“What will we do with Little Bitch? ” was a frequent refrain as five young assistants bubble-wrapped, boxed, and labelled artwork. Studio manager Jennifer Chaput juggled the logistics: some pieces were headed to Toronto for the Power Plant’s annual Power Ball, an haut monde fundraiser, and for a last-minute solo show across town; others were on their way to Switzerland for Art Basel, the premier international art fair for everything modern and contemporary. All the while, Rafman buzzed around, directing, making a stroke here, pruning a piece there, and generally keeping his art factory producing icons as prolific and varied as the anarchic message boards that inspire him. But because he had recently got some silicone in his eye (a hazard of working with new materials, he explained), he mostly served as ringmaster for the whole circus with an ice pack held against the infection.

As his artwork might suggest, Rafman is something of a joker. At one point, he ducked away and returned with an Ostrich pillow—one of those massive beanbags you wear over your head like a mask, so you can sleep face down on a table. “Every day, at around this time, I take a power nap,” he said. Because it was 6:45 p.m., because of the breakneck rhythm of the day, because of all the bizarre things going on around me, I was inclined to believe him.

He settled into the pillow at his tidy white computer desk, and everyone left him alone. After two minutes, he was up.

“Really? Does that help? ” I asked.

“Nah, I’m kidding,” Rafman said. “I thought I could use it for a sculpture.”

Twenty minutes later, he cut across the room holding a pair of geeked-up glasses with an LED bar attached, like a low-tech Google Glass. “François, it’s time for your sun therapy,” he said, handing them to assistant François Pisapia, who had straddled a dummy for most of the afternoon, wrapping it in duct tape to mimic a DIY Bugs Bunny. Pisapia said the specs brightened his mood immediately.

Rafman and his team weren’t just yanking my chain: clearly, they were trolling me—an indispensable quirk, keenly observed, in their Internet-come-to-life schema. Rafman knows his studio—his entire oeuvre, really—appears unusual to outsiders. He has fun with it, challenging viewers, inviting them down the rabbit hole.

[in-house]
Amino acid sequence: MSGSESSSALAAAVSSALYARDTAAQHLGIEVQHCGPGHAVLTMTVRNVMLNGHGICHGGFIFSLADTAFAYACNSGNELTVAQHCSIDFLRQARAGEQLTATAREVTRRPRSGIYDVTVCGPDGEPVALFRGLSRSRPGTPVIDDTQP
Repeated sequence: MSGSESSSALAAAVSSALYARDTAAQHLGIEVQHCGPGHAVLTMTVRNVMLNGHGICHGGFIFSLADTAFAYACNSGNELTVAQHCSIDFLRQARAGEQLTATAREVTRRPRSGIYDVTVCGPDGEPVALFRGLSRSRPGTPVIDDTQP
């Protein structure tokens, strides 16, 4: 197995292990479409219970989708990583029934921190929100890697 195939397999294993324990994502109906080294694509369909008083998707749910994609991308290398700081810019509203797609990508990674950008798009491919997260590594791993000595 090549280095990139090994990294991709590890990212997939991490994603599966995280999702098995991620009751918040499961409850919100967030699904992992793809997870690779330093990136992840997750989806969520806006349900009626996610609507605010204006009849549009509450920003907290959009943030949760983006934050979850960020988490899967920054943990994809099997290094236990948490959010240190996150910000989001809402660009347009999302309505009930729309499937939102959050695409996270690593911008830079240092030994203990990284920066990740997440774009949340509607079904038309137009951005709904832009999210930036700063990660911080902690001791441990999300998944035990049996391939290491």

Out of his recent turn to sculpture, the most striking pieces are the “troll caves”—riffs on the physical spaces gamers fashion to maximize their time in simulated worlds. For one such cave, Rig, an adjustable bed is reinforced with steel-tube framing, from which a flat screen floats while a repurposed industrial arm allows a keyboard to swing comfortably into place. For Cockpit, Rafman squashes a computer into an office cabinet and invites viewers to climb in and watch Mainsqueeze, his seven-minute video that weaves together outlandish fetish clips from across the web.

For Rafman, the troll caves, abject as they appear, are poetic spaces, covered with the sticky residue of human existence, even as they obfuscate the physical body and attempt to eternalize the virtual. They represent our modern condition, wherein social engagement can be abstract and stunted, wherein some retreat digitally.

As he appraised Gaucher’s handiwork, Rafman suggested they mark the pit bull with Linear A, an undeciphered pre-Greek script he has used throughout his new series. It’s a layer, he explained, that comes from the feeling he gets when he surfs deep into the web and finds an artifact—an image, a video—that at first seems undecipherable. The experience can be alienating—attempting to understand a subculture within a subculture within a subculture.

I got ready to leave Rafman’s hyper-connected, cyber-obsessed Xanadu, but a question still hung in the air: “What will we do with Little Bitch? ” Someone suggested they smear her with Vaseline. Rafman said, “I think we’re gonna shave her.”

Rafman is as timely and irreverent as they come—a flâneur of digital boulevards. If Marcel Duchamp were alive today and surfing online bulletin boards like 4chan, his work might well resemble Rafman’s. He sees things, beyond the graffitied pup or spooked reindeer, that most of us are not yet equipped to read. For him, what we produce and consume on the web are rich texts that tell stories about the humours, romances, and maladies of the day. And he’s determined to preserve at least the spirit of those stories. It’s our job to decrypt them.

This appeared in the October 2014 issue.

Chris Hampton
Chris Hampton has contributed to the Globe and Mail, Toronto Life, and The Walrus.